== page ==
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A Reader Writes #3245


An occasional series in which a reader writes, perhaps in response to something they have read [even something another reader has written], or begins a new topic by writing about it as a reader, in the hope that another reader will read it and then themselves be inspired to write.


Readers should therefore regard A Reader Writes as an open invitation not only to read what other readers have written but also to write in themselves and become an active participant in the interactive digital inter-exchange platform which A Reader Writes aspires to offer to both readers and writers alike.



Mother and Child [Bauhaus "Betrübt" School] with later additions by an unknown hand.

The Gentleman's Club

Drimpton


Dear Sir


As a reader I write to "A Reader Writes" in response to your recent article on the "Roman" finds [or should I say faux trouvés] in the St Quentin Millennium Shopping Mall in Frome St Quentin. I was struck, on taking a magnifying glass to one of the ridiculously small illustrations contained in your article [you can hardly see any naughty bits at all though perhaps this is deliberate], by the similarity in style between these murals and a picture I have hanging in my study next to my framed letter from Ms Mandy Rice-Davies. [In the letter Ms Rice-Davies responds to my invitation to supper explaining that she has a prior engagement with, I think, a prominent perfumerer or perhaps performer... her handwriting is unclear. But I digress...]


"Claudia"

Always being something of an admirer of what we used to be able to refer to as the opposite sex [a term so fraught with possibilities these days that I hesitate to use it], I have an extensive collection of female portraits but this Roman study [picture enclosed] is amongst my favourites. It is I believe by an unknown Roman artist who was clearly influenced by the much later 20th century Bauhaus "Betrübt" School* and to the trained collector with a practiced eye and a feel for technique there is clearly a strong and discernable linear connection between the two. However, I myself treasure most the much later original which must have inspired the earlier Roman copy - it's much more explicit and you can almost see m****e". I have had it blown up to life size and, believe me, it really is an fly-opener**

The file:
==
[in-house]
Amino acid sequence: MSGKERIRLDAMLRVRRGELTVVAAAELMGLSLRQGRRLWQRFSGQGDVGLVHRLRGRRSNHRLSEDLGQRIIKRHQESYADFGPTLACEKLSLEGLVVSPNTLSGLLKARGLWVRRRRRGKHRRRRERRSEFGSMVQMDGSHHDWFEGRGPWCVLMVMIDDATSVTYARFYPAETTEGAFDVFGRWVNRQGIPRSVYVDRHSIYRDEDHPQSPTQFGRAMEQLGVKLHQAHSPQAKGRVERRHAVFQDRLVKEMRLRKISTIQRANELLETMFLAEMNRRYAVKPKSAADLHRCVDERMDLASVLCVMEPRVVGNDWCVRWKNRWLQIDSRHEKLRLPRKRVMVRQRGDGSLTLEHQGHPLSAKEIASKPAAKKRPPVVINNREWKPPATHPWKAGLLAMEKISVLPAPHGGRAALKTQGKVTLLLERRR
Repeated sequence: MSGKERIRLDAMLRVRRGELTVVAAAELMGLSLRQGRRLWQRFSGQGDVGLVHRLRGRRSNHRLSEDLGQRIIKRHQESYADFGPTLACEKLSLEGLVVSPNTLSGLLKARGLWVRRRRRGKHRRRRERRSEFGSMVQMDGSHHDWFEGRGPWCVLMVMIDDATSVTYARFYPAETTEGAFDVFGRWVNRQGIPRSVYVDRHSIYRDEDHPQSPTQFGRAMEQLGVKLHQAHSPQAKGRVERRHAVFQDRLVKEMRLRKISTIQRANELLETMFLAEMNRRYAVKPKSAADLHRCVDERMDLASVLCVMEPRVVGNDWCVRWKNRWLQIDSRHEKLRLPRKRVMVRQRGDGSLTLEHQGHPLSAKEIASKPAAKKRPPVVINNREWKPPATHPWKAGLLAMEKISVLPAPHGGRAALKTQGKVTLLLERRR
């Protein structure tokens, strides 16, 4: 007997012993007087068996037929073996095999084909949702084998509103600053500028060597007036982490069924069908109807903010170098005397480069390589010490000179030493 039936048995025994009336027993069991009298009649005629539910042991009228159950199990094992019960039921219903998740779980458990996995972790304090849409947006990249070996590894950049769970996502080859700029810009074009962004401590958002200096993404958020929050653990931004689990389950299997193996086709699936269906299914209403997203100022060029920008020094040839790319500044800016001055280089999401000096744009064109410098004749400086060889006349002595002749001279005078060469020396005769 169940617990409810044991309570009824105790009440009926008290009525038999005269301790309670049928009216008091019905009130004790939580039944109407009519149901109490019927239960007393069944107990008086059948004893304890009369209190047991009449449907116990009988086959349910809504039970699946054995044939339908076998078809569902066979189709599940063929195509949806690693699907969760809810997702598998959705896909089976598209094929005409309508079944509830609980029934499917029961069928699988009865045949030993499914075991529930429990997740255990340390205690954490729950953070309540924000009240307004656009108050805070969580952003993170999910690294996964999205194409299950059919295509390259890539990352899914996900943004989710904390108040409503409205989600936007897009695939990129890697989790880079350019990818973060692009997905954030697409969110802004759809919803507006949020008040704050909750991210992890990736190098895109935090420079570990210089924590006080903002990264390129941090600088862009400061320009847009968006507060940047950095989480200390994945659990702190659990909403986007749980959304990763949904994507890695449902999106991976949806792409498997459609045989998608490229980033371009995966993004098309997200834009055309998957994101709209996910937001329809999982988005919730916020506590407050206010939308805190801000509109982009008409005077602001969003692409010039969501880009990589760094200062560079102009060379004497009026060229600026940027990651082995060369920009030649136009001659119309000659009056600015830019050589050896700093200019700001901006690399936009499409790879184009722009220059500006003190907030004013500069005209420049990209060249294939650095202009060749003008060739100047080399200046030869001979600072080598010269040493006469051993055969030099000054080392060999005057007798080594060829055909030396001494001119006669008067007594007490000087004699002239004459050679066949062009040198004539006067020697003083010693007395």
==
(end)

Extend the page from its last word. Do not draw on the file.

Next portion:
Sincerely


John Thomas Handin-Trowsers

Colonel [Rtd] and former Conservative MP for Bradpole South


PS Do you think perchance that the ears of corn depicted in the blow up were the inspiration for the Roman-themed horror film Glad I Ate Her? I would like to think so and my old friend and fellow club member Sir Rising Crimewave believes it entirely plausible.


NB Photos attached - please return.


PPS Though you can't see the join, some years ago I commissioned a local artisan to add "Claudia" to the mother and child portrait - a great improvement I think you will agree - adding considerable horsepower in the érotisme department.


** surely an eye-opener?? [Ed]


Editorial and General Educational Note:


Walter Grop'dus's personal insignia later adopted as the symbol of the entire Bauhaus "Betrübt" School

The Bauhaus Betrübt [Distressed] School to which the Colonel refers was a 20th Century German art movement the aim of which was to manufacture and recycle as much indestructible wooden furniture as possible with a view to flooding the market and destroying the High Wickham furniture industry. Its overweaning efforts in this regard [together with its ambitions to turn all architecture into Ede and Ravenscroft-themed shoeboxes] is widely held to have led to the Second World War. The School's inspired director and founding spirit was the notorious womaniser Walter Grop'dus.

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